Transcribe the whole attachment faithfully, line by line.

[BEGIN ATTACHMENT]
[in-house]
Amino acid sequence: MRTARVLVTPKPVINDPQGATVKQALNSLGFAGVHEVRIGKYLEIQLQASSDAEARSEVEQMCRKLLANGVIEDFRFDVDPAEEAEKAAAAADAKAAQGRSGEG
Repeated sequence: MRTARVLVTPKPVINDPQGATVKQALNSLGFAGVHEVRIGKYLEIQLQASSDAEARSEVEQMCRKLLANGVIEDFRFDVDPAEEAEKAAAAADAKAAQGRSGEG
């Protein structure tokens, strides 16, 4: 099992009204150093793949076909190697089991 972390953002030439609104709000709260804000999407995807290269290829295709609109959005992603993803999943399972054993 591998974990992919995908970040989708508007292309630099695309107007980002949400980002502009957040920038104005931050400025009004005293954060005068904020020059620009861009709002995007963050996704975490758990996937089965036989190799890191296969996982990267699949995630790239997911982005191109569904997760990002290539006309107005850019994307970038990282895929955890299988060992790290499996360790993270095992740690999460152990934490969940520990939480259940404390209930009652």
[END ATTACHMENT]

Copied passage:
[in-house]
Amino acid sequence: MRTARVLVTPKPVINDPQGATVKQALNSLGFAGVHEVRIGKYLEIQLQASSDAEARSEVEQMCRKLLANGVIEDFRFDVDPAEEAEKAAAAADAKAAQGRSGEG
Repeated sequence: MRTARVLVTPKPVINDPQGATVKQALNSLGFAGVHEVRIGKYLEIQLQASSDAEARSEVEQMCRKLLANGVIEDFRFDVDPAEEAEKAAAAADAKAAQGRSGEG
């Protein structure tokens, strides 16, 4: 099992009204150093793949076909190697089991 972390953002030439609104709000709260804000999407995807290269290829295709609109959005992603993803999943399972054993 591998974990992919995908970040989708508007292309630099695309107007980002949400980002502009957040920038104005931050400025009004005293954060005068904020020059620009861009709002995007963050996704975490758990996937089965036989190799890191296969996982990267699949995630790239997911982005191109569904997760990002290539006309107005850019994307970038990282895929955890299988060992790290499996360790993270095992740690999460152990934490969940520990939480259940404390209930009652």